Comics Caper At Chicago Cultural Center
“CHICAGO: Where Comics Came to Life (1880–1960),” curated by Chris Ware and Chicago’s Cultural Historian Emeritus, Tim Samuelson, is open at the Cultural Center. “A significant but often overlooked contribution to American art and culture is Chicago’s role in the development of the early comic strip,” DCASE writes in a release. “Through its countless newspapers and its publishing industry, Chicago led the transformation of comics from daily fantasy and joke features into ongoing stories grounded in the textures and details of real life, its first real step towards legitimacy as an expressive language and semi-literary art form. The exhibition focuses on the origins of the comics in popular publishing, the immeasurable importance of African American cartoonists and publishing, the first woman cartoonists and editors, the first daily comic strip, and finally the art and comics of undeservedly forgotten Frank King, who with ‘Gasoline Alley’ captured not only the rhythms and tone of everyday existence in his characters that aged not only at the same daily rate as its newspaper readers, but were also fictionalized versions of real people.” (The exhibition is designed and planned as an intentional historical companion to the concurrently appearing survey of contemporary Chicago comics at the Museum of Contemporary Art, in which Ware’s work also appears.)
Museum Of Contemporary Photography Raises $200,000 With DARKROOM Benefit
The Museum of Contemporary Photography at Columbia College Chicago (MoCP) held DARKROOM, their annual benefit auction virtually, bringing in over $200,000 to support the museum. Funds raised at DARKROOM will provide critical support for the museum’s exhibitions, collections and community engagement initiatives for the 2021-2022 season. More here.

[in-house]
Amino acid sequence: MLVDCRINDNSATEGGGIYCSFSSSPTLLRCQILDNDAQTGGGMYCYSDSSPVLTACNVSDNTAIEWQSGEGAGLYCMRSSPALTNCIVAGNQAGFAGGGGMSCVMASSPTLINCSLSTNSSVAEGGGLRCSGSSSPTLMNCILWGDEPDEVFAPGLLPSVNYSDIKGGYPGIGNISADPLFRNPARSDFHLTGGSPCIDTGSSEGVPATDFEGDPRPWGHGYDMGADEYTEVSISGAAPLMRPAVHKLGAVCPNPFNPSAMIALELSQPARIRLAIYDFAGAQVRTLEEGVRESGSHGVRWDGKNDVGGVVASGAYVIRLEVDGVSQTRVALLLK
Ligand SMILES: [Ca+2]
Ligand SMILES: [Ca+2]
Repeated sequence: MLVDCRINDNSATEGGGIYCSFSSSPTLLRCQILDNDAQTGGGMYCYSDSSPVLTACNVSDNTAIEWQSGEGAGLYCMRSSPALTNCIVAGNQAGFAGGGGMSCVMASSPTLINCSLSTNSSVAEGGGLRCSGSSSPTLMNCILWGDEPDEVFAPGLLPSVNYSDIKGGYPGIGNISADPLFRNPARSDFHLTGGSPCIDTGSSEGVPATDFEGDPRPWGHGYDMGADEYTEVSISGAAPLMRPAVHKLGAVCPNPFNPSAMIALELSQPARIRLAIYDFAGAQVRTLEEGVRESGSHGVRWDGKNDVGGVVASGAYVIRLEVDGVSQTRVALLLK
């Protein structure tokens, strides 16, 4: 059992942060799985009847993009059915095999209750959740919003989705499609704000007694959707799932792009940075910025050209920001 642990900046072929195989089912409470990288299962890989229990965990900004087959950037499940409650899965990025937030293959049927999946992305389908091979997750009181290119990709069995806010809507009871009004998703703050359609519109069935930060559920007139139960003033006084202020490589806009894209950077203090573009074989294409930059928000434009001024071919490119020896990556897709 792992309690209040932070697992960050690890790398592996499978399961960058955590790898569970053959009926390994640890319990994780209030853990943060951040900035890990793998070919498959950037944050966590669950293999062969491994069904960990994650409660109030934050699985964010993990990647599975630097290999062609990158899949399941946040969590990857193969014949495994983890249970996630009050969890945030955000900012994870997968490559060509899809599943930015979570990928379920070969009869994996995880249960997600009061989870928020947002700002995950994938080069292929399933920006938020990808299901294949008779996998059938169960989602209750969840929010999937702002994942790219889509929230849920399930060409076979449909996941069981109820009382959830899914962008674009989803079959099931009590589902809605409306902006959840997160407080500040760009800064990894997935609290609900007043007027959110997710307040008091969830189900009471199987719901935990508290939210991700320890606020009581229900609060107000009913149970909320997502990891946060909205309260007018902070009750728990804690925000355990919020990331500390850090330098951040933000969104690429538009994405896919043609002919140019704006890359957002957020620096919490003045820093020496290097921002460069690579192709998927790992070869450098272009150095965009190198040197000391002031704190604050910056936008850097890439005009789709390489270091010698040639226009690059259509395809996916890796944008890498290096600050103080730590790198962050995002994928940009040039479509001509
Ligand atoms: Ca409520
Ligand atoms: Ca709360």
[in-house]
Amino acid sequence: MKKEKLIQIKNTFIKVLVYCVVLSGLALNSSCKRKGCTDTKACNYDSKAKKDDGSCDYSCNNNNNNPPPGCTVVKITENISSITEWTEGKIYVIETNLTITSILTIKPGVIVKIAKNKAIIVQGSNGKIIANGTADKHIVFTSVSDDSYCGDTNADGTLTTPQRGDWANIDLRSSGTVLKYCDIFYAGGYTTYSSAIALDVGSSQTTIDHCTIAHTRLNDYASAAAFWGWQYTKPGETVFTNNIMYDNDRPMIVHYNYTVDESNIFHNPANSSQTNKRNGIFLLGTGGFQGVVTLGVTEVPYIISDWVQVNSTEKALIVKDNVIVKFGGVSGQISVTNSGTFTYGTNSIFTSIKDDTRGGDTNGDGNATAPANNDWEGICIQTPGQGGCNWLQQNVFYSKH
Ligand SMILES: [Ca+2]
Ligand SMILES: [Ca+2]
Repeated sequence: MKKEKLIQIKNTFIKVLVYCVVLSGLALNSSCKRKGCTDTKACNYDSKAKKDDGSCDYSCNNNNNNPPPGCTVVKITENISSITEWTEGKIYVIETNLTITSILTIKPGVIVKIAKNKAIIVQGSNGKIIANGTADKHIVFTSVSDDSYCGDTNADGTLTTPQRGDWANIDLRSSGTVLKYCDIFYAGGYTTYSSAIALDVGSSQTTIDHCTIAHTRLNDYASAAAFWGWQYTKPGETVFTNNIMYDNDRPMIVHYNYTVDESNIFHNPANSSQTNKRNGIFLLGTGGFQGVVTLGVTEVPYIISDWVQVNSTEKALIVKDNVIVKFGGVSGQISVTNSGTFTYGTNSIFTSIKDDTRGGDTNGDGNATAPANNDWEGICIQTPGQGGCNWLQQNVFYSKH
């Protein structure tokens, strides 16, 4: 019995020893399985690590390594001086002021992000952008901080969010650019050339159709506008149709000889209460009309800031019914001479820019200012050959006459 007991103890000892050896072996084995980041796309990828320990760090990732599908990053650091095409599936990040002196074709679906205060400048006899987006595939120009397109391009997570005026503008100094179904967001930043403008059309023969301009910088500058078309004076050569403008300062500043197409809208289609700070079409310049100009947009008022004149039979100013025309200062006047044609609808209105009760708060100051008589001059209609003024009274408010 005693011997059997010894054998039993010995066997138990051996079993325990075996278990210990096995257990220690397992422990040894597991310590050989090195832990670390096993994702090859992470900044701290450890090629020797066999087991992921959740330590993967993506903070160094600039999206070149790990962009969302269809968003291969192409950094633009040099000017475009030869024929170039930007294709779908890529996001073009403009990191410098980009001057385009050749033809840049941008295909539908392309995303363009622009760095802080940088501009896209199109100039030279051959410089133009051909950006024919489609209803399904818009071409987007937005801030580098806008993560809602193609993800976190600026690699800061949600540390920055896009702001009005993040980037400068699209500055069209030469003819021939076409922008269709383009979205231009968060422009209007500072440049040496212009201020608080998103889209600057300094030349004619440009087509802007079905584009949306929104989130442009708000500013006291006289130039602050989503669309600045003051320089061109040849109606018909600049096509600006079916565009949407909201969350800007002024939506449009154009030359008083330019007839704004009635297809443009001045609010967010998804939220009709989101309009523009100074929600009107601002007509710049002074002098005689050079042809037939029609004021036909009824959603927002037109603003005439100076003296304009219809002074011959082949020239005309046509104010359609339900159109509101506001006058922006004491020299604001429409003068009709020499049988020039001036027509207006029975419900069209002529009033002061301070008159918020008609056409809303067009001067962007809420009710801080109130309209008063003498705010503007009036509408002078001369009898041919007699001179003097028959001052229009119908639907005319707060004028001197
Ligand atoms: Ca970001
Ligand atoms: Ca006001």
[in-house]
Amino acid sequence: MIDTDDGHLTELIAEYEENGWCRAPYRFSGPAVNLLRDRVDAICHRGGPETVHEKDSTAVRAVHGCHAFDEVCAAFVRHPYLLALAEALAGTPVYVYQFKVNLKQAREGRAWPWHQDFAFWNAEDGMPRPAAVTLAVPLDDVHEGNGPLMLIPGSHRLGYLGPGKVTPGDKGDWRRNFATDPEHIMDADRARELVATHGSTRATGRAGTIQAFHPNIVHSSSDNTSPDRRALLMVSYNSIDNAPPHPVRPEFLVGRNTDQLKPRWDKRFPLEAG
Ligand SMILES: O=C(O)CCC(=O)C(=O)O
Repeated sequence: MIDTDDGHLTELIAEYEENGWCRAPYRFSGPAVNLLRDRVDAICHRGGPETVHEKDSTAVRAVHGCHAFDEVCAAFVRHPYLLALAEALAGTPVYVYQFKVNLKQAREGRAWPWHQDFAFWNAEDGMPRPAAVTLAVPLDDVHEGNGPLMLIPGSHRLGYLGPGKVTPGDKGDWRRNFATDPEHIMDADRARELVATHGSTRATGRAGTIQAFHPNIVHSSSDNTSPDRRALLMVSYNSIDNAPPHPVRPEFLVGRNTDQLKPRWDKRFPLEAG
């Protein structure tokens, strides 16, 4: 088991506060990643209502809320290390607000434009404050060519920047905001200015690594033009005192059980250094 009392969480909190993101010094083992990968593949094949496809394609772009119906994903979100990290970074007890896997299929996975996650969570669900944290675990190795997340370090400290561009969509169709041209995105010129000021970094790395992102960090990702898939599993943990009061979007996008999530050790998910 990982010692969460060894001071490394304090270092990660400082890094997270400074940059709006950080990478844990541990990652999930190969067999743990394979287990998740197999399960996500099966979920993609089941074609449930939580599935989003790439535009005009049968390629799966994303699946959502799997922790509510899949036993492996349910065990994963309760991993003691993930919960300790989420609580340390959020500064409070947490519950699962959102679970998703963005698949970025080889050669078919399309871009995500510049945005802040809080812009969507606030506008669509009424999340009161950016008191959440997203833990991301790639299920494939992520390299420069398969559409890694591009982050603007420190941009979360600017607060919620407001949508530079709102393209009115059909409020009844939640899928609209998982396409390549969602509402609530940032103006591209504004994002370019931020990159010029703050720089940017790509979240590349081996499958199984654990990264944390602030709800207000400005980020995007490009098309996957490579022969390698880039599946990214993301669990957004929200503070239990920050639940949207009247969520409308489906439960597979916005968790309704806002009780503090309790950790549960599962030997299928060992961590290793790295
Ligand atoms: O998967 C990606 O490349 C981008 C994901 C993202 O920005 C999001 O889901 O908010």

That 73-Story Helmut Jahn Skyscraper Could Still Rise
If approved by the City Council, as expected, construction of the 73-story 1000M residential project, with 738 apartments, Helmut Jahn’s tallest Chicago building, could restart as soon as this fall, writes Ryan Ori at the Trib. “The zoning change requested would allow Time Equities, JK Equities and Oak Capitals to shift the building at 1000 South Michigan to apartments, from condominiums… Changes would include reducing the height of the building to 73 stories and 805 feet tall. That’s a reduction of one floor and 27 feet from the previous plan. The new plan would allow for as many as 738 apartments, an increase of 217 units from the condo design.”
DINING & DRINKING
Lightfoot Views Late-Night Package Liquor Sales As Balm For Bad Planners